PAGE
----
Occasionally I am going to indulge myself in holding forth on one topic or another, some having to do with the craft of writing, others just opinions on Life, the Universe, and Everything Else.
This, my first essay for John's web site, is something floating around between the craft of writing and Life It's Own Self.
Life It's Own Self:
Somewhere in the dawn of time, humans realized certain facts beyond tribal necessity, one of which was, given a choice, getting along with the next tribe was often a better choice than killing them all off and taking their stuff. If they were adept at making stuff you couldn't make, their stuff was valuable (because it was scarce to your tribe), but if you obliterated them, you also lost the source of that stuff. So, you traded some of your stuff for their stuff. So enlightened self-interest was born.
You know what comes next. Romeo and Juliet: a boy from the sheep herding tribe falls for a girl from the fisher folks, and that gives birth to in-laws. Which may explain more than anything else I can think of why people give up on treaties and go to war.
But somewhere along the way someone decides that there are some general principles coming out of all of this that benefit the tribe (and coincidentally, every other tribe) and from that comes all manner of interesting stuff, religion, ethics, morality, and the Boy Scout Oath.
I'm dealing with some issues of personal behavior as I write this. On one hand I'm dealing with the fall out of the recently ex-girlfriend's decision to become an "ex," and while this is hardly a unique experience in my life (counting ex-wife along with girlfriends, must be somewhere over two dozen times in 50+ years), it's the manner in which the deed was done that has caused some issues. On the other hand, I'm trying to teach two children how to be principled, ethical, moral individuals, when every fiber of their being cries out to kill the other tribe and take their stuff. As every parent knows, children are born being selfish little barbarians, and there are many times when mom or dad understands why Tigers eat their young.
The Golden Rule (Do Unto Others As You Would Have Others Do Unto You -- which works pretty well for everyone but masochists) breaks it down into very simple terms: if you don't want people killing you to take your stuff, don't kill other people to take their stuff.
Around us in stark relief and horrifying detail we see countless examples of people who just don't seem to "get it." From the mugger who terrorizes little old ladies for their Social Security Checks to the madmen who fly planes into office buildings, we can witness on the news over and over that lots of people think the Golden Rule applies to everyone else, but them. It's "Do Unto Others As I Would Have You Do." And then there are those who add, "Or I'll Kill You," at the end.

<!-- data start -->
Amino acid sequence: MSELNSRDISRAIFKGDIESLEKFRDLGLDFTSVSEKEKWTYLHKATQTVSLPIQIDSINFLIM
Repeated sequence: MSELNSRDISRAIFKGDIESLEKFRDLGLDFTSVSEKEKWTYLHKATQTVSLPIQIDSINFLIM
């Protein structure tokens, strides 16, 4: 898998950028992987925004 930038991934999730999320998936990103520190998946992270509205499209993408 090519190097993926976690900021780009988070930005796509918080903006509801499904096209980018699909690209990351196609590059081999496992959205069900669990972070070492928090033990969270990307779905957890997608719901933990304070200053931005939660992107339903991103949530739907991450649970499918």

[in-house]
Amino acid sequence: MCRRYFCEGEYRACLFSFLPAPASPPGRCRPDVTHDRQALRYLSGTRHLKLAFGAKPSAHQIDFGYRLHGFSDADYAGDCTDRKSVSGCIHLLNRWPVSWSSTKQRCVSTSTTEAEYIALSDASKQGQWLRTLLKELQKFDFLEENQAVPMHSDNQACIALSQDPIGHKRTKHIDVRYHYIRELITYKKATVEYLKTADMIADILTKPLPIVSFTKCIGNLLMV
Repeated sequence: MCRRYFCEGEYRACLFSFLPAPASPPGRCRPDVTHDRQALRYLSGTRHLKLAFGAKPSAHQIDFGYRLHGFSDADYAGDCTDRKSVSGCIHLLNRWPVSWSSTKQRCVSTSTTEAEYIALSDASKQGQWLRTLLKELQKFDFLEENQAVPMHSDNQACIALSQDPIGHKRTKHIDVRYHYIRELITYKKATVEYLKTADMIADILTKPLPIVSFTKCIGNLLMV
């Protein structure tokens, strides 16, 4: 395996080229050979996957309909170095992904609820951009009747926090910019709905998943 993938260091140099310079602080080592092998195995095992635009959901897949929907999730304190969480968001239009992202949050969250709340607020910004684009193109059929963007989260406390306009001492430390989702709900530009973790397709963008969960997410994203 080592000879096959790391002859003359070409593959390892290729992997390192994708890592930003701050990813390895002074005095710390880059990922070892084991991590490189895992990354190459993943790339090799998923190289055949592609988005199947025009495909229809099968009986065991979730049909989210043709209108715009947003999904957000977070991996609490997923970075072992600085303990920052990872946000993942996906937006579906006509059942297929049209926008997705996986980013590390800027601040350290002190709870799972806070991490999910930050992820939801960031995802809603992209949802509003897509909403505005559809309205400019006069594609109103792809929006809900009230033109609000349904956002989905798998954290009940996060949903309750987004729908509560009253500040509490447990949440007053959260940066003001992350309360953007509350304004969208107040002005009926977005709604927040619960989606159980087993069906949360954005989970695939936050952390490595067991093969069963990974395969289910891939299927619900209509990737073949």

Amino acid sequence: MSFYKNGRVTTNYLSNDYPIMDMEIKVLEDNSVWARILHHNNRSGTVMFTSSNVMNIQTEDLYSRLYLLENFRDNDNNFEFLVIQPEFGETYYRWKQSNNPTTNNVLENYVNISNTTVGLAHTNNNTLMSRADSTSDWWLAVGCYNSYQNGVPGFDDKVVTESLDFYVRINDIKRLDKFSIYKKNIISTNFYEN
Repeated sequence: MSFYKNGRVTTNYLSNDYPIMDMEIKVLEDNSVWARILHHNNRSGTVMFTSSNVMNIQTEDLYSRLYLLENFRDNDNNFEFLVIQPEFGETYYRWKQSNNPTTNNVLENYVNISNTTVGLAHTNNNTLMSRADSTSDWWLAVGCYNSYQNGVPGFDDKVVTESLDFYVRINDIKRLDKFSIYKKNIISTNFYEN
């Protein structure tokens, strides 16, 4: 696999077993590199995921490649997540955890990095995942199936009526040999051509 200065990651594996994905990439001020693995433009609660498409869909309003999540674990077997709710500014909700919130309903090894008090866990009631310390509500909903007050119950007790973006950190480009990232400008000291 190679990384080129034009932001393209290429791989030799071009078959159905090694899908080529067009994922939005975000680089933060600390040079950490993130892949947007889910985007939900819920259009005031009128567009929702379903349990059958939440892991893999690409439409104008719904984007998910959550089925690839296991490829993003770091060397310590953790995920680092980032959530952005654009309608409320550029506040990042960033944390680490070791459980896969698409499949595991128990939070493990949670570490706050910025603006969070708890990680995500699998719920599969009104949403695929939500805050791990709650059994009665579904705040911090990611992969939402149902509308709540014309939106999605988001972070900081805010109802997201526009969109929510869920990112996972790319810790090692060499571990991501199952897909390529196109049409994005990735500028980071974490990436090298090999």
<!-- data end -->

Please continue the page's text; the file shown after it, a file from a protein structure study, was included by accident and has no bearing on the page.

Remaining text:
Pretty messed up, if you ask me.
Which now brings me to:
The Craft of Writing:
Characters can't just do things because the writer wants them to do things. Well, I guess they can, but then that's the sort of book critical readers throw across the room after a while. "I need this guy to be a villain, so I'll have him act villainous." Ya, right. Look, Osma bin Laiden has this in common, with Pol Pot, Hitler, Stalin, Attila the Hun, all the way back to Cain, who argued, "I did it because Pop liked my brother best:" they looked in the mirror and each saw a good guy. The scariest thing about a lunatic like bin Laiden is he really thinks God is on his side. He really thinks of himself as a moral actor. He has priciples and ethics, by his own lights.
What does that tell us That the rationalization of the human mind knows no bounds Sure, but it also tells us that the human psyche is a very convoluted thing at times and that people are capable of all manner of conditional ethics, relative morals, and principles like quicksilver.
So, when writing villains, it's good to know this, because if you don't make that person act as if he/she is the hero of his/her life story, the reader will smell a cardboard character before flipping the third page. I love good moral ambiguity in a story. Look at Hamlet, one of the great stories of all time; here's a guy trying to do the right thing whose "right thing" is mostly self-serving revenge, and look at the mess he makes out of it. He could have bought his mother's story at face, said, "Sorry dad, but I've got finals to cram for," and that would have been that. It also would have been a very short, dull play.
So the point is, make your villain the good guy in his or her own mind. Or make him crazier than a bug in a bass drum. But if you just have them being bad because you need someone to be bad, chuck it in. It won't work. Unless you're doing melodrama and your having him twirl his moustache while tying the heroine to the railroad tracks.
Copyright Raymond E Feist 2003
No reproduction without permission